In 1969, the ones that had access to it were mesmerized in front of televisions. Thanks to the satellites they were sharing a common memory: the farthest men from Earth, alone on the dark side of the Moon, broadcasted live all around the world. The contemplation of this landmark raised questions, wills, vocations, dreams as well as broke the speculations of living outside Earth. The astronauts had to come back home.

If they failed, President Nixon had a speech prepared, without consideration, this was a try in a permanent adventure exploring who we. are. The act of travelling outside Earth, of contemplating it from space, of reaching the Moon was the major step of a continuous project.

Kennedy reveals this huge ambition through a tiny unnoticed end of sentence in 1962, the decision of going through the difficult path was “to go to the Moon in this decade and do the other things.” Through this political transcendance he led, everybody surpassed. We. are more than ever concerned. He gave a common direction to a common goal.

Thanks to the most advanced technologies deployed for an image, for contemplation, space was within our reach.

Five missions later, ten years after US President discourse, Apollo 17 permits to see the first picture of the whole Earth in 1972. The Blue marble who became the most widely disseminated image in human history was the mainstream picture Steward Brand asked since 1966. Driven by the question “Why haven’t we seen a photograph of the whole Earth yet?”, he collected firms across the US in an attempt to force the NASA. to release a then-rumored picture of the sphere of Earth as seen from space. His spirited campaign ended with the appearance in 1967 of the first color photograph of the whole Earth captured by geostationary weather and communications satellite ATS-3. The image remained underground but the biologist had what he thought was the necessary detonator for the dawn of a common destiny sense and action, in line with the contemporary social wave of renewal. To propel it, he initiates in 1968 in a rudimentary of means The Whole Earth Catalog, an incremental collaborative compilation of information to give “access to tools” and thoughts to live autonomously and harmoniously with Earth. The image made the cover of the first issue of the catalog published from 1968 to 1998; Brand believing in the picture power to “tell us where we’re at” as a  “look in a mirror”, concerned that in the race to the moon, neither the US nor the USSR had given attention to turn back their satellites to contemplate the world left behind. The catalog gained popularity with its successive editions which covers used new images of the whole Earth as soon as they were released and became one major support to counterculture of this period. It shared with the spatial program the objective of reconsidering the world. Relying on technology it was at the same time precursor of it.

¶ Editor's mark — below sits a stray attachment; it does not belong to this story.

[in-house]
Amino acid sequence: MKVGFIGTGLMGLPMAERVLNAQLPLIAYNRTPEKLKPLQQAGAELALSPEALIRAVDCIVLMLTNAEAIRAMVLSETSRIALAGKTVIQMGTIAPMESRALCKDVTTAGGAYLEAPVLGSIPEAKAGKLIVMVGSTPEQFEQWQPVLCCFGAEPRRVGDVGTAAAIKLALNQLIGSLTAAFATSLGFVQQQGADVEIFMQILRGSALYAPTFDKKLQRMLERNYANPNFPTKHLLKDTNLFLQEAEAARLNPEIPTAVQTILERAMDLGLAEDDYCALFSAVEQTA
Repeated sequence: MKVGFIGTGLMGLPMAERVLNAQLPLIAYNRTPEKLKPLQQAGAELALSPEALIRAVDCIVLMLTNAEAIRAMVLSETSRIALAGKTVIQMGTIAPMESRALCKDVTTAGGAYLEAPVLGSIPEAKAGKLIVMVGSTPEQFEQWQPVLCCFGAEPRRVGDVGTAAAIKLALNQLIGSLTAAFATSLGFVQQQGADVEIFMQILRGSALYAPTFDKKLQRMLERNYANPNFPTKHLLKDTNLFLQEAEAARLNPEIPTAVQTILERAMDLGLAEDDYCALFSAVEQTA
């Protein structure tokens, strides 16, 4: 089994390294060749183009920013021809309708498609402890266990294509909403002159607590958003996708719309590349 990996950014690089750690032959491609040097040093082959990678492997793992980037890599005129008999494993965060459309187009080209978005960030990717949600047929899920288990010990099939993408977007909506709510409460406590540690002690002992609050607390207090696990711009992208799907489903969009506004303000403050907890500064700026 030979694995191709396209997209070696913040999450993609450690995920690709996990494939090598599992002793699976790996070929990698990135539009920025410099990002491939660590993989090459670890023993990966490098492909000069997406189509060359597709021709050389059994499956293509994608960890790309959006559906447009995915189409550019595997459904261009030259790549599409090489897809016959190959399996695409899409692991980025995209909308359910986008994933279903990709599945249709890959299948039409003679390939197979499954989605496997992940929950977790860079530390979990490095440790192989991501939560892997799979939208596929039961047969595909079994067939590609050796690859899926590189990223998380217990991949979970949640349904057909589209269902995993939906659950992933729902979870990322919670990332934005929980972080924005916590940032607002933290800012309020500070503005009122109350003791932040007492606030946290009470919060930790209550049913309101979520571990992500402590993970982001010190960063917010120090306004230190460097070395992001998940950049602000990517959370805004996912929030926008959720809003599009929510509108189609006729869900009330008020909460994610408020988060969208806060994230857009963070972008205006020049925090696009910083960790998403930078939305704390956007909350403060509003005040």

Steve Jobs gives advices to young graduates in his 2005 speech at Stanford, where he pointed “When I was young, there was an amazing publication called The Whole Earth Catalog, which was one of the bibles of my generation. It was created […] not far from here [the Silicon Valley] in Menlo Park, and he [Brand] brought it to life with his poetic touch. This was in the late 1960s, before personal computers and desktop publishing, so it was all made with typewriters, scissors and Polaroid cameras. It was sort of like Google in paperback form, thirty-five years before Google came along […].”

Tough the young resourceful, becoming one of the major influencers of the technological area, was the leader of his generation shifting. Personal computer science transfigured the ideal of community from the paradigm of space to the one of the information, which is to say time.

In their icons, Superstudio well depicts what the final state this plot twist implies: a state of uniformisation and disconnection conducting to individualisation, denying space. Seeing the global scale means inhabiting the world.